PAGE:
In 2000, Wakeman released an instrumental version of "Morning Has Broken" on an album of the same title. That same year he gave an interview on BBC Radio 5 Live in which he said he had agreed to perform on the Cat Stevens track for £10 and was "shattered" that he was omitted from the credits, adding that he never received the money either.[citation needed]

On his return to performance as Yusuf Islam, Stevens paid Wakeman and apologized for the original non-payment, which he said arose from confusion and misunderstanding by the record label. On a documentary aired on British television, Wakeman stated that he felt Stevens's version of "Morning Has Broken" was a very beautiful piece of music that had brought people closer to religious truth, for which he expressed satisfaction in having contributed.[citation needed] Wakeman included a 3:42 version on his 2017 album of piano arrangements, Piano Portraits.[citation needed]

The Stevens arrangement changes key four times, with the first, second, and fourth verses of the song in C major, while the instrumental introduction, third verse, and the instrumental ending are in D major.

Chart historyEdit

Other versionsEdit

The song has been recorded by many other artists, including The New Seekers, Steven Curtis Chapman, Judy Collins, Michael Card, Floyd Cramer, Dana, Neil Diamond, Órla Fallon, Art Garfunkel, Ellen Greene, Esther Ofarim, Daliah Lavi, Joe Longthorne, Jojje Wadenius and Anni-Frid Lyngstad (2010),[18] the Mormon Tabernacle Choir, Nana Mouskouri, Aaron Neville, Kenny Rogers and the First Edition, Joseph McManners, Sister Janet Mead, Mary O'Hara, Demis Roussos, Third Day, The Brilliance, Pam Tillis, Hayley Westenra, Roger Whittaker, 2nd Chapter of Acts, Libera (choir), Richard Souther and Dana Winner.[citation needed] A version by Isleville Symphonette reached No. 24 in the Canadian AC charts.[19]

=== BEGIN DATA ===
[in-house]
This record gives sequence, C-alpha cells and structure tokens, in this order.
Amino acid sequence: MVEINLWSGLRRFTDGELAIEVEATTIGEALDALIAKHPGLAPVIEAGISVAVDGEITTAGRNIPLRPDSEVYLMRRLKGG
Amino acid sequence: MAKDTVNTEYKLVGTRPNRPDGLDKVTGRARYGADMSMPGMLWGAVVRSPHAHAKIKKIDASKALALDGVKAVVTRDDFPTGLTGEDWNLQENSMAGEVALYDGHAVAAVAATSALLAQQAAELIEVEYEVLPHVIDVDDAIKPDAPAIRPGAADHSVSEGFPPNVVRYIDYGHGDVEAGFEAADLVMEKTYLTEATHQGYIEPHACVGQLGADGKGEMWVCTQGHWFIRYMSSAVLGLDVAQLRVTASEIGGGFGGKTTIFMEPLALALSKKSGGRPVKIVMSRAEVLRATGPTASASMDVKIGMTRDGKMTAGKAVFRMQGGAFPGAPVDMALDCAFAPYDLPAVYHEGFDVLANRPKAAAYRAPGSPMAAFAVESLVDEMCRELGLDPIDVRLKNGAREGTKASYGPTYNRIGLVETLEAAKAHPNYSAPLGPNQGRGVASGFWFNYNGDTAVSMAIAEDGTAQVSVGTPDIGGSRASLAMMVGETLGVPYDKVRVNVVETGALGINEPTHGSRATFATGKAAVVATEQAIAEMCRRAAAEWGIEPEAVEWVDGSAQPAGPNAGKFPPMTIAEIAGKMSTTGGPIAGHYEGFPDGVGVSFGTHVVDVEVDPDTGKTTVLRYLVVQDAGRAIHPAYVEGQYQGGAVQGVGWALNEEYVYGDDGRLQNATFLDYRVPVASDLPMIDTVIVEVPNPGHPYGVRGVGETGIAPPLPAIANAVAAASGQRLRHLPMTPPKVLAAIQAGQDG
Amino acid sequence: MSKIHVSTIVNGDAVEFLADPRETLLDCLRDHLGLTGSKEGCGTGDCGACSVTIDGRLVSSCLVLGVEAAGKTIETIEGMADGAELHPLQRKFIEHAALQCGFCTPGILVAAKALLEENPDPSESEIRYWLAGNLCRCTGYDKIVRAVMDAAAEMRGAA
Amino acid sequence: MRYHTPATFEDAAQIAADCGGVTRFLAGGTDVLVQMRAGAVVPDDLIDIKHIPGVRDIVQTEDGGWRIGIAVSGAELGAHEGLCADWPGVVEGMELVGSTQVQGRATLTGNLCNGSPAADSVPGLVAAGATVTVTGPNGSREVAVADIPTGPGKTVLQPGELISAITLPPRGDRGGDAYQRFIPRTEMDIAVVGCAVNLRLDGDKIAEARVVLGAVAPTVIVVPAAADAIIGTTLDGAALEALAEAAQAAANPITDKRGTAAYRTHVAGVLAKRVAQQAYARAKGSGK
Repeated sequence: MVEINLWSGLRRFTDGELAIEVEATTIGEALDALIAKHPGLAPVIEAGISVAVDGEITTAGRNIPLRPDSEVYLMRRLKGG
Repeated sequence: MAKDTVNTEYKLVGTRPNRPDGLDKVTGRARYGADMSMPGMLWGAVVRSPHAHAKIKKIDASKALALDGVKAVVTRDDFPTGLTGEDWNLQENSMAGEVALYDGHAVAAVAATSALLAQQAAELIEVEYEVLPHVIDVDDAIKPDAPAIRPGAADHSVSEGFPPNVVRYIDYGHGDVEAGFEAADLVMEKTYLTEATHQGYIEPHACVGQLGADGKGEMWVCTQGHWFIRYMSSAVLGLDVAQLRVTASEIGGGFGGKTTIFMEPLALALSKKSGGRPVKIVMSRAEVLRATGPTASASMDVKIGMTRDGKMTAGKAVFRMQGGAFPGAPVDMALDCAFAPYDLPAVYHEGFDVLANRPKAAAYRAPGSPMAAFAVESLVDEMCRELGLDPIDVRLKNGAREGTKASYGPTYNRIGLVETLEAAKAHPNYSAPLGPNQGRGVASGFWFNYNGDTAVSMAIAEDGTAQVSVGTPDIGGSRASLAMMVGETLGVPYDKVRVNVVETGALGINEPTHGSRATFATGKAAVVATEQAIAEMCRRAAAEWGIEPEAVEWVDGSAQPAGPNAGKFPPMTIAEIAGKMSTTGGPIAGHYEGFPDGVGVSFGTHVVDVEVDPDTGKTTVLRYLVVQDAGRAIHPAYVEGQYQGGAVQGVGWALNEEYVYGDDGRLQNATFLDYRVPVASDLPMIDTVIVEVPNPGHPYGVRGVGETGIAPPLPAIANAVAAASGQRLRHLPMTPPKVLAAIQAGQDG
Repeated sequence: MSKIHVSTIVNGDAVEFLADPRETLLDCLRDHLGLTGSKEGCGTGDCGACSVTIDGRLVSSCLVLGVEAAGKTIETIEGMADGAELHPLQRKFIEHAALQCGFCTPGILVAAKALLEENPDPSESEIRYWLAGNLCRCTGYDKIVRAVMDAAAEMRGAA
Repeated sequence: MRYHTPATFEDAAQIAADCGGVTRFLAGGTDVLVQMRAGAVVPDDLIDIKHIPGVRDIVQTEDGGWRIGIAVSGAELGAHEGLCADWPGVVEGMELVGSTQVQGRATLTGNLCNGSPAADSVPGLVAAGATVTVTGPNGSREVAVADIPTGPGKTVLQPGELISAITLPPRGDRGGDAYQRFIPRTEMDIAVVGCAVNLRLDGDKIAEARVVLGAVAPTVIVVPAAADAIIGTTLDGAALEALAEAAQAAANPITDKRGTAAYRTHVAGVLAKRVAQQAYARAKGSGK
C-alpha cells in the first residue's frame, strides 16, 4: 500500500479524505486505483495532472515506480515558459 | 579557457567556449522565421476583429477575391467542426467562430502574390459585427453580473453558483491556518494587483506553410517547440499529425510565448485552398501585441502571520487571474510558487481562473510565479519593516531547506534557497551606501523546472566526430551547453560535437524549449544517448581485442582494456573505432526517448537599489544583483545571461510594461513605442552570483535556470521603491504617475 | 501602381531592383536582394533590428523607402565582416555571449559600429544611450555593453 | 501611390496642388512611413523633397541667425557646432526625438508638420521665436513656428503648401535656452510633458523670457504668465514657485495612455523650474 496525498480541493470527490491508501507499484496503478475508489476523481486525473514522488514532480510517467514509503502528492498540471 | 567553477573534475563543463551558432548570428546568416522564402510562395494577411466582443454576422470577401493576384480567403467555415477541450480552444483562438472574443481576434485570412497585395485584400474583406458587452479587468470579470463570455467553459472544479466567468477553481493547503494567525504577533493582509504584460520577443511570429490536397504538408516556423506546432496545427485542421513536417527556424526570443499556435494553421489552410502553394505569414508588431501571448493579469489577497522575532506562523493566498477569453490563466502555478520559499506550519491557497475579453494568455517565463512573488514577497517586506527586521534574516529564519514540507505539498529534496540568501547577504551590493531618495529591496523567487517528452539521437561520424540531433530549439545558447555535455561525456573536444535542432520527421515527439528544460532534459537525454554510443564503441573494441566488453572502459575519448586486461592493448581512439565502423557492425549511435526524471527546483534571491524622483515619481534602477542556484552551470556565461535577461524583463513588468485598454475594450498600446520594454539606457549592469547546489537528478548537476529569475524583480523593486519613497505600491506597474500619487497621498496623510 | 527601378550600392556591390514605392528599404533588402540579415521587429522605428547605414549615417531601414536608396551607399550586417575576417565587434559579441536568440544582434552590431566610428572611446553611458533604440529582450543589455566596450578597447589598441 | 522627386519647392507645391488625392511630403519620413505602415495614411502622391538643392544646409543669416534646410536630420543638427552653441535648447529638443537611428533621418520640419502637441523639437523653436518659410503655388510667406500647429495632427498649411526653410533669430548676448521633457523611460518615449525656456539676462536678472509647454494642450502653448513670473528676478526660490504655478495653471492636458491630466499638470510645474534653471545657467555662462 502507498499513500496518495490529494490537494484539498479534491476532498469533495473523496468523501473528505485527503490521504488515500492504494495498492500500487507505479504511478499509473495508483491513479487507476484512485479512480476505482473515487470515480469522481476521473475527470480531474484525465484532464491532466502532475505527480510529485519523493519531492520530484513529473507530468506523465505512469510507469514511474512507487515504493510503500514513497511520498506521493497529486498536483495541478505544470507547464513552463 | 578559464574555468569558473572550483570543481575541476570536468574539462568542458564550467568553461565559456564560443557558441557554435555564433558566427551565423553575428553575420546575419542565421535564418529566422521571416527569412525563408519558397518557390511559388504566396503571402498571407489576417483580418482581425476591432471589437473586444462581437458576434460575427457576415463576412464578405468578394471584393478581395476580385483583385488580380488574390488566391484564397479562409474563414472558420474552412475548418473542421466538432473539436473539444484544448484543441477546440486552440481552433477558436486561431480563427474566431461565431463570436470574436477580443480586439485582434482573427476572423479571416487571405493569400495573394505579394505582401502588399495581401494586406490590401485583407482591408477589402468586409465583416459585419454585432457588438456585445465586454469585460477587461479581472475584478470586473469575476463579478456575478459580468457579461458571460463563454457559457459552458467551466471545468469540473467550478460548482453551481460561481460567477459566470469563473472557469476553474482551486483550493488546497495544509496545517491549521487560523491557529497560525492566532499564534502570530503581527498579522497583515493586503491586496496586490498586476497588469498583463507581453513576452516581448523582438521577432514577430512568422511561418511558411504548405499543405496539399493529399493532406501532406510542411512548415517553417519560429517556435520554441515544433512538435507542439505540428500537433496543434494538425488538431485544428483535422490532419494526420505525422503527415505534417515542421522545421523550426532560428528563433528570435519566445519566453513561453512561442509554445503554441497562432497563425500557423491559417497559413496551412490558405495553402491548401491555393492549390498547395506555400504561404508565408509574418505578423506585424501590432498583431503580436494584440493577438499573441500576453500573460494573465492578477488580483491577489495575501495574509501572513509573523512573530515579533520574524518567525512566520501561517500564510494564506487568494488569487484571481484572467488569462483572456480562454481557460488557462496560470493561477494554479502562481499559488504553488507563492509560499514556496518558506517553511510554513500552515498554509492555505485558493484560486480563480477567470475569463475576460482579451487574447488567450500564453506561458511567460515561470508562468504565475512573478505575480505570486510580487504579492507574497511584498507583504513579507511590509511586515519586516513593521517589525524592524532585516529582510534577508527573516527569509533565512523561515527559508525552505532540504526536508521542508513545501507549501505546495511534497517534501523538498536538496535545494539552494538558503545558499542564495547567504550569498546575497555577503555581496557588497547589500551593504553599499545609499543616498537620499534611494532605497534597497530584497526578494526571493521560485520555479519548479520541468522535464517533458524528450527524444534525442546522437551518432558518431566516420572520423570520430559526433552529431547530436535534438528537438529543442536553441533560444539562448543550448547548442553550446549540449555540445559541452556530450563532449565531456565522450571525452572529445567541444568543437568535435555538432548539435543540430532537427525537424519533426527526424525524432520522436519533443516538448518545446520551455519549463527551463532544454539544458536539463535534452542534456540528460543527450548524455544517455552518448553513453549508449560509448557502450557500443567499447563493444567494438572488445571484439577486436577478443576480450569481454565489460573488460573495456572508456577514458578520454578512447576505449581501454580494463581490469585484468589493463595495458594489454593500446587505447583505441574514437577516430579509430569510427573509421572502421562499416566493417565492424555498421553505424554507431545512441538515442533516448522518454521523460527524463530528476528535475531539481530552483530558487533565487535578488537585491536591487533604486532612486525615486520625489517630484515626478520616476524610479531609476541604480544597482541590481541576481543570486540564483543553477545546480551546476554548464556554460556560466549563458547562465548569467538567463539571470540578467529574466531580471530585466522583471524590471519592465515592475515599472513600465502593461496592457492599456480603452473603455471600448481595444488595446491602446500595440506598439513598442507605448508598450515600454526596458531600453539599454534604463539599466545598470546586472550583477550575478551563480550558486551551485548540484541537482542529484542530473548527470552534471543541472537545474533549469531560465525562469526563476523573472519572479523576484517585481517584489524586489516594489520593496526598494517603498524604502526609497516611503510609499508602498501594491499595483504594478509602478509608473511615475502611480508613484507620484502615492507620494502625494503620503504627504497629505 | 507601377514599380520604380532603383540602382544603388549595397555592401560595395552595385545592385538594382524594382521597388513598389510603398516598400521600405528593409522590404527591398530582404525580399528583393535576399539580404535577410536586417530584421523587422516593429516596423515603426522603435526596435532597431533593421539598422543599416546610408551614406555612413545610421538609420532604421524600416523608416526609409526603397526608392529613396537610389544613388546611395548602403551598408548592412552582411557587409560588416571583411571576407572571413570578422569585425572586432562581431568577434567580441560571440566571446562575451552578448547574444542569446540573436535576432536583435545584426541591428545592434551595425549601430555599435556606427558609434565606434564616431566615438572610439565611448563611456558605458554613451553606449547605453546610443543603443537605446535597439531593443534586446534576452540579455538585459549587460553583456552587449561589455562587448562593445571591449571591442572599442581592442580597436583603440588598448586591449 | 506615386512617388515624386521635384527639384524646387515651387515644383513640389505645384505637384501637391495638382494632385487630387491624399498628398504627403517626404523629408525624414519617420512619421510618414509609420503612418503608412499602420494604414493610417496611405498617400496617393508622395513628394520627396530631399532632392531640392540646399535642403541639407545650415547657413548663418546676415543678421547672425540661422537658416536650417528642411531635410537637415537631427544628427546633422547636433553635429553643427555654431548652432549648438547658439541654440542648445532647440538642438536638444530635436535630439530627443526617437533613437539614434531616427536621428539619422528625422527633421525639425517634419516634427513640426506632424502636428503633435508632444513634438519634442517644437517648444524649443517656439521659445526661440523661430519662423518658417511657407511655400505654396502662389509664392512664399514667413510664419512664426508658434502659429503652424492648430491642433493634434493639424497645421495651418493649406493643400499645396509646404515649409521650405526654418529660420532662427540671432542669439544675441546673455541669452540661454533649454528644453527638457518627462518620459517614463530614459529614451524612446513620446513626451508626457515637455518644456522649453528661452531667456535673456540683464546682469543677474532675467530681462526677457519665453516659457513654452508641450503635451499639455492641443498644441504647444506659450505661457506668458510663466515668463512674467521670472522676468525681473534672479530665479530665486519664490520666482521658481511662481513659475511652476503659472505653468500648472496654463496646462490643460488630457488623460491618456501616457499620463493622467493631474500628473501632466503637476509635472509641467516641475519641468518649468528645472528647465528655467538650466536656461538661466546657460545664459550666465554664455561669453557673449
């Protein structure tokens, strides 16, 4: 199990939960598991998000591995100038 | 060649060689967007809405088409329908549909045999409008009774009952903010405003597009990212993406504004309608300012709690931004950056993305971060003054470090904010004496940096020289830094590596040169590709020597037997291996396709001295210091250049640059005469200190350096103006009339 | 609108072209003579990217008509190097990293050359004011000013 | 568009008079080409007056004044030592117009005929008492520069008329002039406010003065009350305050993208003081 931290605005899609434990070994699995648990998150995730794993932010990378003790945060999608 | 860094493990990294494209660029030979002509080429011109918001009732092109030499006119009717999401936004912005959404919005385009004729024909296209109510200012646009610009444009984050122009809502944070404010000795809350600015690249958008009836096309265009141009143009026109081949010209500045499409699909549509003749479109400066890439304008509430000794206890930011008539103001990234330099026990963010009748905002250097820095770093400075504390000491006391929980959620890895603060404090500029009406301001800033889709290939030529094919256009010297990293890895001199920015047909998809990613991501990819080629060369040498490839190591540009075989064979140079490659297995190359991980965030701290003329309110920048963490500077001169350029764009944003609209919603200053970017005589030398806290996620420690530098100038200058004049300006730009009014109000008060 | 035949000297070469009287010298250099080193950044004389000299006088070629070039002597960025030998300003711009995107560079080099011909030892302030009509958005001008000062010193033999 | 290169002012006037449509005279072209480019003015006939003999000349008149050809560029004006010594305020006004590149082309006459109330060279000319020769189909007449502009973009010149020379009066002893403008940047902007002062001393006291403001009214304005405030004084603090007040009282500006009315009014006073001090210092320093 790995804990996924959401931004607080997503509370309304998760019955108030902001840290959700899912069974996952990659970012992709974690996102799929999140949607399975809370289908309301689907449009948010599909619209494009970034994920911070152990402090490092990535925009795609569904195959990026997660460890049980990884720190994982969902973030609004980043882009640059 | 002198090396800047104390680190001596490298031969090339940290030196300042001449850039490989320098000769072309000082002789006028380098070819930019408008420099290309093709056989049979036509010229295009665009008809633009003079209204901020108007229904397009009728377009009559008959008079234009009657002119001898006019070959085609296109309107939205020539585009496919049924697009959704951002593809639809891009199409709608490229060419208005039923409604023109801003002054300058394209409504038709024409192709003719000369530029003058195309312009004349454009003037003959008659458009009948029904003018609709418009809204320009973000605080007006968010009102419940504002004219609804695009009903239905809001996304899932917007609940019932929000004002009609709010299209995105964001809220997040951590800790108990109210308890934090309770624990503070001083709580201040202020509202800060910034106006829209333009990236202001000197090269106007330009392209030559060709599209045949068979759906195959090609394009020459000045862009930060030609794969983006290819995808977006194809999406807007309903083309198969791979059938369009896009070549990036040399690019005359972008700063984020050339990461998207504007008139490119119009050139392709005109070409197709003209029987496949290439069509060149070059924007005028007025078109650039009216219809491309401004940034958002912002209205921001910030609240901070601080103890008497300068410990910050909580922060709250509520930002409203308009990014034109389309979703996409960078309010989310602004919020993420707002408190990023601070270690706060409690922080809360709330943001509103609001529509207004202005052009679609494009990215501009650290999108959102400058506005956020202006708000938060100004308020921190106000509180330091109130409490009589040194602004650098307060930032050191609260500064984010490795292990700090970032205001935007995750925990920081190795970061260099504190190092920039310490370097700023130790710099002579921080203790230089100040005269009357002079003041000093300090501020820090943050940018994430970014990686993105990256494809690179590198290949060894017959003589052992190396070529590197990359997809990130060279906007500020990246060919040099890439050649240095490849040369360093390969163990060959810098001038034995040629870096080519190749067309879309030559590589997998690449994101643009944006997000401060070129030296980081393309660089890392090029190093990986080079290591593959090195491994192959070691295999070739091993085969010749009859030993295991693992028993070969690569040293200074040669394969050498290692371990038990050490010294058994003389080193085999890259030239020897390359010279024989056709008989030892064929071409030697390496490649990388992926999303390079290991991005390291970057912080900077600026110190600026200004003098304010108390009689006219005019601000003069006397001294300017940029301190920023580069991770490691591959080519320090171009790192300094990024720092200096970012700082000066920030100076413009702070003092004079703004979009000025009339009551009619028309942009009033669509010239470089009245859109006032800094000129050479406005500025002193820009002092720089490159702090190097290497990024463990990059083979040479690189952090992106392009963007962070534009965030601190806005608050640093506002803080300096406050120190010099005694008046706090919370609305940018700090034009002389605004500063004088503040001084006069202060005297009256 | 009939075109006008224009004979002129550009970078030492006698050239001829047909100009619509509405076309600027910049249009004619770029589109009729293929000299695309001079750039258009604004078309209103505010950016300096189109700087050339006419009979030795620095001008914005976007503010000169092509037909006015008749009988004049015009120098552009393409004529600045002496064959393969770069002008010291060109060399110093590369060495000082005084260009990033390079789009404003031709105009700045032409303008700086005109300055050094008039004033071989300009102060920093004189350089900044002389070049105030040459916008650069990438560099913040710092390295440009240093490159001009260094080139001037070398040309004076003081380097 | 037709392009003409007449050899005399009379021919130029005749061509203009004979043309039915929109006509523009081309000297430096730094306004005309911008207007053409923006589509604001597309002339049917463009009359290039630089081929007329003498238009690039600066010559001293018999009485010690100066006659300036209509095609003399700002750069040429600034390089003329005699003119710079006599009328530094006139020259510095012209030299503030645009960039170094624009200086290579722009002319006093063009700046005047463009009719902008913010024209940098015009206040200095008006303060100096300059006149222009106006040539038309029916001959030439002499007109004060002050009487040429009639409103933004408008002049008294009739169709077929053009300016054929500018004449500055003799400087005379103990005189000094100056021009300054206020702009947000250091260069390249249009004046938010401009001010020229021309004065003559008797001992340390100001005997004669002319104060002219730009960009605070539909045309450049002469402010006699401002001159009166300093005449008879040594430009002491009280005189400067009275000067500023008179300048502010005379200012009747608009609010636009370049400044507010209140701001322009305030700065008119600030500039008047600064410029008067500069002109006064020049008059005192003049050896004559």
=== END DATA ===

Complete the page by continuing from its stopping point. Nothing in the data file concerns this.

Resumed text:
The song has been translated into German ("Schön ist der Morgen", performed by Nana Mouskouri among others), French ("Matin brisé", performed by Eva on her 1972 album L'orage), Dutch (Licht Op De Lakes performed by Rowwen Hèze[20]) and other languages.[21]

See alsoEdit

ReferencesEdit

  1. ^ "Morning Has Broken". Hymnary.org. Retrieved 19 September 2017.
  2. ^ "Revealed: The most popular songs for funerals". April 16, 2009.
  3. ^ Whitburn, Joel (1996). The Billboard Book of Top 40 Hits, 6th Ed. (Billboard Publications),
  4. ^ a b "RPM100 Singles" (PDF). RPM. 3 June 1972. Retrieved 6 March 2022.
  5. ^ "Cat Stevens - Morning Has Broken". 45cat.
  6. ^ "Cat Stevens - Morning Has Broken (Demo)". YouTube. 2013-11-16. Archived from the original on 2011-11-12. Retrieved 2016-10-07.
  7. ^ "Archived copy". Archived from the original on 2009-11-04. Retrieved 2009-10-24.{{cite web}}: CS1 maint: archived copy as title (link)
  8. ^ "Rick Wakeman telling the story of recording Morning has Broken with Cat Stevens". YouTube. Archived from the original on 2021-12-13.
  9. ^ "MOR Playlist" (PDF). RPM. 13 May 1972. Retrieved 6 March 2022.
  10. ^ "The Irish Charts – Search Results – Morning Has Broken". Irish Singles Chart. Retrieved June 25, 2017.
  11. ^ Flavour of New Zealand, 15 May 1972
  12. ^ "SA Charts 1965–March 1989". Retrieved 5 September 2018.
  13. ^ "CAT STEVENS | full Official Chart History | Official Charts Company". www.officialcharts.com.
  14. ^ Joel Whitburn's Top Pop Singles 1955-1990 - ISBN 0-89820-089-X
  15. ^ Billboard Adult Contemporary Chart Archive, May 13, 1972 Retrieved 5 April 2020.
  16. ^ "Cash Box Top 100 6/10/72". tropicalglen.com.
  17. ^ "Top 100 Hits of 1972/Top 100 Songs of 1972". www.musicoutfitters.com.
  18. ^ "Reconnection / Georg Wadenius" (in Swedish). Svensk mediedatabas. 2010. Retrieved 10 January 2016.
  19. ^ "RPM AC Singles - September 16, 1972" (PDF).
  20. ^ ROWWEN HÈZE - ZOET VERDRIET. Popstukken, March 2003
  21. ^ Secondhand songs page lists about 10 adaptations.

External linksEdit